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LBW
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Ever since the days of boyhood when a pair of pads would be shared by my brother and I, we have both wondered about a question. Those were the days of youth and glory – youth definite glory doubtful. Only one leg needed to be padded up simply because the other one would be worn by the other brother batting at the other end. But let’s cut the chase and come straight to the point. Why is a batsman not given out if the ball pitches outside the leg stump?  

Why the immunity? 

What is so special about the ball when pitched outside the leg stump? And that rule continues to haunt me even today. With spin vision and even the third umpire turning a vicious nonchalant eye to all LBW appeals to balls pitched outside the leg stump. What is the difference? What law makes the leg stump so different that even if the ball hits the middle of the middle stump but has pitched half an inch outside leg the batsman breathes easy? 

While I do not want to get too technical with the laws that govern the lbw dismissal, there is however some need to look at the laws itself just to understand how redundant it has become. 

Without getting into too many technicalities the LBW law simply states that the batsman would be declared out if he obstructs the ball with any part of the body other than his bat or hand( the parts that are considered to be “bat”) if, it would have gone onto hit the stumps.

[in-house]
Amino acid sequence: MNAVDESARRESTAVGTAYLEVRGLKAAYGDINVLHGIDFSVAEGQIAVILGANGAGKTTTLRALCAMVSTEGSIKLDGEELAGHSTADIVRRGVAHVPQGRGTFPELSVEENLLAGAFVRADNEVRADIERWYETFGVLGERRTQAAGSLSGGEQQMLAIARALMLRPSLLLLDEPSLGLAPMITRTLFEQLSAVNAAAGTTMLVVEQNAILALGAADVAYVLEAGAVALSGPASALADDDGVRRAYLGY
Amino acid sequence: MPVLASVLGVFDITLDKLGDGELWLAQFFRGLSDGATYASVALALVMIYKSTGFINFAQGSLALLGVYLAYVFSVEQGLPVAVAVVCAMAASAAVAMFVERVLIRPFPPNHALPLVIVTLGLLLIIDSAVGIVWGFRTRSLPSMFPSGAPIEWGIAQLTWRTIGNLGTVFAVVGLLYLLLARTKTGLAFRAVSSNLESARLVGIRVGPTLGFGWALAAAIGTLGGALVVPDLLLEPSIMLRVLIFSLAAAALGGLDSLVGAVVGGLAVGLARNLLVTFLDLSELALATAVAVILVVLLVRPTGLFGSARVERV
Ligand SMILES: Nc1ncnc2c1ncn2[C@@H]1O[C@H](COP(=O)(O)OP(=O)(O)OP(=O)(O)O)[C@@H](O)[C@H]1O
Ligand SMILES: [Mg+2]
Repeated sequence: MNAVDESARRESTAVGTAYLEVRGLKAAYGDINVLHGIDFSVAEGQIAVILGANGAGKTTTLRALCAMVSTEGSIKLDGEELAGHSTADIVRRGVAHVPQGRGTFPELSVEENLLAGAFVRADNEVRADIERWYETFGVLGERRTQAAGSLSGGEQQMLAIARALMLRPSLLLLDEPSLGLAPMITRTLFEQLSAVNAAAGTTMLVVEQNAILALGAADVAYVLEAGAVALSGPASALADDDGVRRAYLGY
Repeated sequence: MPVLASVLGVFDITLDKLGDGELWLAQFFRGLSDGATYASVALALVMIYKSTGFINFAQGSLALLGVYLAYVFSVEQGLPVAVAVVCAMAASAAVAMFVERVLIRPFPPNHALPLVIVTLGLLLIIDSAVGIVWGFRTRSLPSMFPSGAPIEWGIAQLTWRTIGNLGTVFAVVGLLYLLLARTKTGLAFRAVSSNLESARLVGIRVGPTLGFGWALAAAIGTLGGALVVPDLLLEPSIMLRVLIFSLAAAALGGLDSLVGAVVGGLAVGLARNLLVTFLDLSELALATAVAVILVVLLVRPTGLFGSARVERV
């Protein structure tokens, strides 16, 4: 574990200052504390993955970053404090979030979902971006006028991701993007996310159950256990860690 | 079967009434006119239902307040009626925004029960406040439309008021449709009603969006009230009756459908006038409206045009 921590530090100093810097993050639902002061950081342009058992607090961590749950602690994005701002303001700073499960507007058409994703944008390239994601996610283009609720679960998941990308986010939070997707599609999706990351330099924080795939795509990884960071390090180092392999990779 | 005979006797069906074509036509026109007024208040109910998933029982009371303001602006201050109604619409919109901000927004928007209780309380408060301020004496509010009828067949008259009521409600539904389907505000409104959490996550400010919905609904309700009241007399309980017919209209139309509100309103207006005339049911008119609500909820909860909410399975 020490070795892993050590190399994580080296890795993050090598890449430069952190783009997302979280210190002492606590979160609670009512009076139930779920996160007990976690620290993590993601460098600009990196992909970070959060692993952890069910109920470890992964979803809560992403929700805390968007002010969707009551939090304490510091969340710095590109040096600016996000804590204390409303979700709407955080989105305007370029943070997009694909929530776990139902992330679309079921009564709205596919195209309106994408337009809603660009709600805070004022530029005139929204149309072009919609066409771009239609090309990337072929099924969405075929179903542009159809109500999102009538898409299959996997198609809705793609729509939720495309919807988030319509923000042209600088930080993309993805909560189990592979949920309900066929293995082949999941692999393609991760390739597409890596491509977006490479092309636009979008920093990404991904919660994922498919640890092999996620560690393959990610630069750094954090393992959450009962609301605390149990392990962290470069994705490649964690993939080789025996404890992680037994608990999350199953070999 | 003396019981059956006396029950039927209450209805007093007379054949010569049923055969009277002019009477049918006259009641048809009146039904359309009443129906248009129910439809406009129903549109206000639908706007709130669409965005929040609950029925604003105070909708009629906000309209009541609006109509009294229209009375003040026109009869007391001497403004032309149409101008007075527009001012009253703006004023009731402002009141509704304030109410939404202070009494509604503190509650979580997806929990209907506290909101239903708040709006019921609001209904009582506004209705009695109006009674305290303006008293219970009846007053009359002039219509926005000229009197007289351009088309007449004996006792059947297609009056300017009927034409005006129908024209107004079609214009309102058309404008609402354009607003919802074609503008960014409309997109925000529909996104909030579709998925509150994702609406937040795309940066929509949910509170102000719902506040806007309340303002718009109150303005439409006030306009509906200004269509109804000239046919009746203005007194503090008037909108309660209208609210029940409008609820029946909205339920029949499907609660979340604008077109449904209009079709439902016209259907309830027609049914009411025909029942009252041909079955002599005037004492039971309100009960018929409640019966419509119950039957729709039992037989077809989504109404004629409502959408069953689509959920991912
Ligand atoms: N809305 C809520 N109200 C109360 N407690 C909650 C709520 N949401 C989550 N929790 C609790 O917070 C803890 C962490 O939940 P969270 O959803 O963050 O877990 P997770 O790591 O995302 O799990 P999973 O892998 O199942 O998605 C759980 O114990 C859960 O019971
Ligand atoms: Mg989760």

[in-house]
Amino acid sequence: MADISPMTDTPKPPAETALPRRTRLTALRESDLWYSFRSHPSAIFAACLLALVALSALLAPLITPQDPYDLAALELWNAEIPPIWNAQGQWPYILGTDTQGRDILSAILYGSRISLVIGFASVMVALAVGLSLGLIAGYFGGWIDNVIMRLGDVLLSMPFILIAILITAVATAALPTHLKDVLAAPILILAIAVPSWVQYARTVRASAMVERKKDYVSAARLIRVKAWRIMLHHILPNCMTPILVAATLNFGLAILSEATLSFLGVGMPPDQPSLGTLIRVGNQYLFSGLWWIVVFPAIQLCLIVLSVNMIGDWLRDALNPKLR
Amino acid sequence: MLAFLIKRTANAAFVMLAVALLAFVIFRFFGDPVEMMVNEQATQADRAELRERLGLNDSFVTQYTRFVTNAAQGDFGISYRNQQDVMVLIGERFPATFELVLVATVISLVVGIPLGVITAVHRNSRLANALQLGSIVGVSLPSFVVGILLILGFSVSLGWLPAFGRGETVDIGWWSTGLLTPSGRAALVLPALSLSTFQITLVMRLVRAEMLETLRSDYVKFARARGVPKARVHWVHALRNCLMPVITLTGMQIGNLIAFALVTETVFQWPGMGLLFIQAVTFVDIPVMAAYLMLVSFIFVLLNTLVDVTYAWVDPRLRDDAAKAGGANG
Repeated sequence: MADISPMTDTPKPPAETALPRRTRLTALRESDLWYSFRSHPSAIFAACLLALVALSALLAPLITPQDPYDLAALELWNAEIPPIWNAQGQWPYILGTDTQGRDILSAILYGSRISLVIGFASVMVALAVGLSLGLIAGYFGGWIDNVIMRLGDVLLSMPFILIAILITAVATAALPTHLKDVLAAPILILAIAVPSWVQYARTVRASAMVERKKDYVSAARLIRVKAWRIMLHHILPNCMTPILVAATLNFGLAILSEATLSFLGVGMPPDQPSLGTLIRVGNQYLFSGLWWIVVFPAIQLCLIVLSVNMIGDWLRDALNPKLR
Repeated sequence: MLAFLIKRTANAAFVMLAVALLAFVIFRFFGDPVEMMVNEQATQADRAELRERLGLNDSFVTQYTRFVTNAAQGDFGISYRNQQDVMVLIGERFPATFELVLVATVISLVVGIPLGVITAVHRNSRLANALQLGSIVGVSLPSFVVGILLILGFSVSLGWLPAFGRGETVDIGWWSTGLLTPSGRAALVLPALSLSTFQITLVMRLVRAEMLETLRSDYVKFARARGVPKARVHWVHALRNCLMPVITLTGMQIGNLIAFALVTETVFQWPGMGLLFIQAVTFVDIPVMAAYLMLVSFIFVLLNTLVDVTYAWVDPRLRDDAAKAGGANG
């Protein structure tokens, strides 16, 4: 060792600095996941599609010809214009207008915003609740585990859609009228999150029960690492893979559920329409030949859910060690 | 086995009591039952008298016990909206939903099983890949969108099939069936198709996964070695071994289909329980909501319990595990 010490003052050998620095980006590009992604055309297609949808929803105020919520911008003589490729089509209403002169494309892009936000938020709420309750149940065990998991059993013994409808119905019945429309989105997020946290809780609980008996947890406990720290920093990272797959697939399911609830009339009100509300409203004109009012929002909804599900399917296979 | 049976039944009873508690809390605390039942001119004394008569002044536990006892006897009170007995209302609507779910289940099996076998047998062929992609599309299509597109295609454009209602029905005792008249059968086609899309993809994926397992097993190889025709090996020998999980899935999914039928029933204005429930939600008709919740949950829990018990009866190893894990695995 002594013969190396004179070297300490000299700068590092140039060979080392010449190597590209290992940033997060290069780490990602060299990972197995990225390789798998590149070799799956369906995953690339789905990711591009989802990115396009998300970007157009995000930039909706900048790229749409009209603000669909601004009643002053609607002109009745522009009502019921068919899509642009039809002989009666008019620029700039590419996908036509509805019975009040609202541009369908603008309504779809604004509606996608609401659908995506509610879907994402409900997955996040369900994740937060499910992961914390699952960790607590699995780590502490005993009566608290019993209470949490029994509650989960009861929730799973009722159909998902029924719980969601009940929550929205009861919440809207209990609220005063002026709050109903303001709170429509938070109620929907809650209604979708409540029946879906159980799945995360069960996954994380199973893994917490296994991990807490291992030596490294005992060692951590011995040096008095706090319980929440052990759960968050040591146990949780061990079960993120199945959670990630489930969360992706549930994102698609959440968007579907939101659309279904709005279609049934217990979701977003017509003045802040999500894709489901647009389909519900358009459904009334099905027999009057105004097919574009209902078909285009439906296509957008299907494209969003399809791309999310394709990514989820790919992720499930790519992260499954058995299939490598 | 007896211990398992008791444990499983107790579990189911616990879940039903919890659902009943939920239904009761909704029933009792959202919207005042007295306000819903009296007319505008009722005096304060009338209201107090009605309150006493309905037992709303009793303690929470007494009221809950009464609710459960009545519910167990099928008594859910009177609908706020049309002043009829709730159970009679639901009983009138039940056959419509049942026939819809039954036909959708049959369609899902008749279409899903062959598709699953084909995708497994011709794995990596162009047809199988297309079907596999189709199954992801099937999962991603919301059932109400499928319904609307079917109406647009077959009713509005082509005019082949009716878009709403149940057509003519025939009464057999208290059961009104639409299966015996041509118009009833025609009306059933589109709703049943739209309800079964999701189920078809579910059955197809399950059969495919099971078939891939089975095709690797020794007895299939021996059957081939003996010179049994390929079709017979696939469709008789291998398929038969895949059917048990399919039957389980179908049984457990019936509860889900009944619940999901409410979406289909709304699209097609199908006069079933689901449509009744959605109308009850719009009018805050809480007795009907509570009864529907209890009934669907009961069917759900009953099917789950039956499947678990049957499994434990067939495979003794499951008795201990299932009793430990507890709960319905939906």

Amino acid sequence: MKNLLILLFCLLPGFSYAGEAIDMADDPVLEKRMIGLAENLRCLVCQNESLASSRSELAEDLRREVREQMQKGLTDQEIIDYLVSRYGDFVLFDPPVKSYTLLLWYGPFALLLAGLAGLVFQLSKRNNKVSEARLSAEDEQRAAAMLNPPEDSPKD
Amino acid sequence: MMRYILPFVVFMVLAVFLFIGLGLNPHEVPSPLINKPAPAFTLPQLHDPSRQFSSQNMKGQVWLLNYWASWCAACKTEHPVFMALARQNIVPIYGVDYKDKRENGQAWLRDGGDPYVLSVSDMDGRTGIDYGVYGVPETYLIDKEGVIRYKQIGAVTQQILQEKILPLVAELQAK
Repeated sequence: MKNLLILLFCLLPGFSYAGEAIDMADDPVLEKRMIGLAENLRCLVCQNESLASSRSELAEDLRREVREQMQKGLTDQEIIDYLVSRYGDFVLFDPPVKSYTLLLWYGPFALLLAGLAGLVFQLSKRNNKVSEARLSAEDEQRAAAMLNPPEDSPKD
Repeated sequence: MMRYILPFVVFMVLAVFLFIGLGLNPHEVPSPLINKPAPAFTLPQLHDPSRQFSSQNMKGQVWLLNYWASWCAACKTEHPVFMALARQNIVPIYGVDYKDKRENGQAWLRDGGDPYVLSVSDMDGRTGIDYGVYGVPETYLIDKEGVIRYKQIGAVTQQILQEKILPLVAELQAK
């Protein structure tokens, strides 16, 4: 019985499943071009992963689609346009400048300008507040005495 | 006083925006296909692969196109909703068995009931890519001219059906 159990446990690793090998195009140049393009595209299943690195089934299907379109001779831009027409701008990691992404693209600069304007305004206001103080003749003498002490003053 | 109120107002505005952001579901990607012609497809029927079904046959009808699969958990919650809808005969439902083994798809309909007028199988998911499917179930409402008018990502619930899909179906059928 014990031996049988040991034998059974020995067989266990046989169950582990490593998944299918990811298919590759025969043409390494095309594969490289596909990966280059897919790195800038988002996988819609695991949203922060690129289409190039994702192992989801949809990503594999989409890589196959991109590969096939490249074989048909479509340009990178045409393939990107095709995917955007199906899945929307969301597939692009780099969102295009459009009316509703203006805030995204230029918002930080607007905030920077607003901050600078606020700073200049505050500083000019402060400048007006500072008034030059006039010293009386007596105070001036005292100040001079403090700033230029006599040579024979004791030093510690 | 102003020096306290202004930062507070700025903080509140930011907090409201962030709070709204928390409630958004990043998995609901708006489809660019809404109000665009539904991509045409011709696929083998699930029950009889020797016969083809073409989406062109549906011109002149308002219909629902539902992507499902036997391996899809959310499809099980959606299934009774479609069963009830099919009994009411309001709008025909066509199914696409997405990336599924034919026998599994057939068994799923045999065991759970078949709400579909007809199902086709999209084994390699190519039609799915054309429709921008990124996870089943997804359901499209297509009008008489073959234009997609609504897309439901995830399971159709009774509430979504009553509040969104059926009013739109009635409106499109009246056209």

And this rule is extremely simple if the ball pitches on the off stump, outside the off, the middle stump or even the leg stump. 

But then the rule becomes demonic.

If the ball pitches outside the leg stump and even would have gone onto hit the stumps the batsman is declared “Not Out”. All Cricketing fans scream in unison Why? Why the hell?

To make matters more relevant and particularly incisive we need to evaluate an example. An example of a ball. The ball of the century!

June the 4th 1993. Shane Warne the ‘wily magician’ is at the top of his runup and facing him is a confident looking Mike Gatting in front of the stumps. It’s the very first ball of that Ashes series.

A few years ago, the ICC had shared a video of Warne, in which the great man called the ball of the century a “fluke”.

“The ball of the century was a fluke. Really was, I never did it again, but I think it was meant to be. As a leg-spinner we always want to bowl a perfect leg-break every ball, I managed to do it first up, it changed my life both on and off the field. Very proud that I bowled it. Mike Gatting was the best player of spin in England’s team, so to do that first up in England, was a special moment,” Warne said in the video.

That ball of the century had pitched probably on the sixth stump outside leg, spun like a spitting cobra to bamboozle Mike Gatting and collide into his off stump. Now just imagine a miraculous twist of fate that alters history. 

Same scene. 

First ball of that Ashes series and Shane Warne bowls that same delivery and it pitches on the sixth stump outside leg and spinning like a top curls towards Gatting’s off stump. But this time the ball thuds into his legs. Nobody even appeals. And Gatting smiles. Because he knows that he is safe as a rooster in his cage.

Just because there is a law that protects his wicket. Even if that is unfair. And  Dickey Bird has an eerie smile on his face standing behind the stumps. Because he had seen the original!